Theater Review: 'What the Constitution Means to Me'

Ben Miles

Straight from Broadway—”What the Constitution Means to Me”—which has won awards for Best New American Play, is now onstage at Los  Angeles’s Mark Taper forum though Feb. 23. Inspired by the life experiences of Heidi Schreck, who wrote and starred in the New York Productions (both Off-Broadway and on Broadway), the LA production features Maria Dizzia as Schreck‘s character.

Throughout the 100-minute ( with no intermission) staging we learn that Schreck as a teenager earned enough money through Constitutional debate competitions, sponsored by the American Legion, to pay her entire college tuition. Her caveat that the college was a state school is typical of her story’s self-effacing wit.

Despite the earthy homily-like soliloquies offered by Schreck’s character, lending humble insight into her personal evolution, the comedy conceit of “What the Constitution Means to Me” is ably accompanied by a serious addressing of such lingering issues as women’s rights, immigration, and domestic abuse.

As Schreck’s character, with no adulteration, shifts between her current self as narrator and her fifteen-year-old self as immersed in Constitutional debate contests, which are moderated by an offbeat American Legionnaire (well played by Mike Iveson, who’s character also has a revelatory transformation), we come to understand Schreck’s personal dilemmas and political fury.

As a culminating event, the final 20-minutes of the show features a teen debater (a charming Rosdely Ciprian rotating performances with Jocelyn Shek) going head-to-head in a forensic display on Constitutional  topics, and ultimately on whether the Constitution of the United States should be kept or abandoned in favor of a new governing doctrine. Some of the issues broached in this portion of the play are: Why should we be governed today by the words and thoughts of men from the 1700’s?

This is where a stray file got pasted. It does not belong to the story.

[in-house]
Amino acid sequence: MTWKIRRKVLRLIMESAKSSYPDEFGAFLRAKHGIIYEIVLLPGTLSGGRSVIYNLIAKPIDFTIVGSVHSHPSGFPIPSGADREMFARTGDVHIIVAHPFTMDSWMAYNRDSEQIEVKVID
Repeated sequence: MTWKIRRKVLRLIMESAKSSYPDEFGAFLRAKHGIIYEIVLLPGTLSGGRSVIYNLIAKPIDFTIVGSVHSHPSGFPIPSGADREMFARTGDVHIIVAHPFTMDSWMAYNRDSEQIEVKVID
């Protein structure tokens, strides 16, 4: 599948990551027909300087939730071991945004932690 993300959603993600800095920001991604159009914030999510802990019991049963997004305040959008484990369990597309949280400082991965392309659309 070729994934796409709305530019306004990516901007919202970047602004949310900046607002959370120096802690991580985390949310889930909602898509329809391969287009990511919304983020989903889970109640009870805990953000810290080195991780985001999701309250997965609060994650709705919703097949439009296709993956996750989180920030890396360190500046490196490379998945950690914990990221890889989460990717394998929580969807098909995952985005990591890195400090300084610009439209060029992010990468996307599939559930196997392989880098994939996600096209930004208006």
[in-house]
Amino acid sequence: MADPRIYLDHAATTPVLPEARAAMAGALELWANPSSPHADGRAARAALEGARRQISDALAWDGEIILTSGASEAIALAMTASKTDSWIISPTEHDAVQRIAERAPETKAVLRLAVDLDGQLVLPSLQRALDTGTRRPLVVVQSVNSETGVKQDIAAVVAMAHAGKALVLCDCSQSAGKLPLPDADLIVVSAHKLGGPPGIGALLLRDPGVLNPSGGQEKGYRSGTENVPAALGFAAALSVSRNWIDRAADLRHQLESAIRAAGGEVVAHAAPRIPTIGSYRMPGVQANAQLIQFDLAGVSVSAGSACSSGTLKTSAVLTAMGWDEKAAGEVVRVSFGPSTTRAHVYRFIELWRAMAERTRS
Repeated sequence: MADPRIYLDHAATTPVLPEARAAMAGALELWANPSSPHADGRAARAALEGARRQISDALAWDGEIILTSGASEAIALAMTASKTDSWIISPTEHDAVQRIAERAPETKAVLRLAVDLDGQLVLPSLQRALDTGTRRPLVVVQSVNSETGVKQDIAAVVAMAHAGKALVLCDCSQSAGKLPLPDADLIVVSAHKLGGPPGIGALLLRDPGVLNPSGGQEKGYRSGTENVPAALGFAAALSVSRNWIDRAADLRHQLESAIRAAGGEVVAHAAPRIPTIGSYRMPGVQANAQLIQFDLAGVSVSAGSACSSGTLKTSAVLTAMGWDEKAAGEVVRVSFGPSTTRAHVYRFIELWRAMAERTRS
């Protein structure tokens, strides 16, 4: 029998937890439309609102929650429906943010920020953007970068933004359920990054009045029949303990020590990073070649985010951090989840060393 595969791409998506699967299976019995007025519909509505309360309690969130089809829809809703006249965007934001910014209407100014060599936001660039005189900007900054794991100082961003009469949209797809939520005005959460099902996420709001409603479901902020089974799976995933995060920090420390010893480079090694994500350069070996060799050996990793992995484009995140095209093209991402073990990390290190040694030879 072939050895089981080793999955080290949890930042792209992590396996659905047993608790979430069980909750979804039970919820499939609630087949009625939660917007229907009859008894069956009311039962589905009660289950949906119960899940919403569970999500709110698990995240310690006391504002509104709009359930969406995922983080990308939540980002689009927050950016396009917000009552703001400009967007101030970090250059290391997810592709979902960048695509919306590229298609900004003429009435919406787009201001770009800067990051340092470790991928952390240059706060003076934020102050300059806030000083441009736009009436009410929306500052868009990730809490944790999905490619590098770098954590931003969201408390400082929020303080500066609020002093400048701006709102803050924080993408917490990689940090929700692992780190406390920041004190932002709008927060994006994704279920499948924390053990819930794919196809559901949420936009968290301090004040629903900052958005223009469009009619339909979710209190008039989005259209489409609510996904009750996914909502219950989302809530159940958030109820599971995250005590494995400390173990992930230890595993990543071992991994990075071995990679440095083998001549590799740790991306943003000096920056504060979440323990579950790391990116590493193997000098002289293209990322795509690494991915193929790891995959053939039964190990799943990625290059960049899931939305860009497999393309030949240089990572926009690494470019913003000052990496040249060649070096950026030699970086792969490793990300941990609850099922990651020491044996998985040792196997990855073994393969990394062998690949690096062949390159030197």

Also, the point is made that during the period of the so-called Founding Fathers it wouldn’t be possible for two women to debate policy on a public stage. Nevertheless, if the Constitution is to be viewed as a living document as Supreme Court Justice Thurgood Marshall noted in a 1987 lecture, why not work with and through that parchment, which has served us so well and for so long?

The audience is encouraged to demonstrate support for the points that resonate with them. And finally, a theatergoer is chosen to render a final verdict on who “won” the debate.

Directed by Oliver Butler, the production values of ”What the Constitution Means to Me”:are simple  (Rachel Hauck, scenic design; Michael Krass, costumes; Jen Schriever, lighting design; Sinan Refik Zafar, sound design), but the ideas are complex and timely.

”What the Constitution Means to Me” is an important, if not essential, piece of theater that’s in sync with the zeitgeist of our times. It’s appropriate viewing for teens. 

“What the Constitution Means to Me” continues at the Mark Taper Forum through Feb. 23.

The Mark Taper Forum is located at 135 North Grand Avenue, Los Angeles.

Reservation can be made by calling (213) 628-2772. For online ticketing and further information, including performance dates and deals, visit


Add new comment


Copyright 2020 Beeler & Associates.

All rights reserved. Contents may not be reproduced or transmitted – by any means – without publisher's written permission.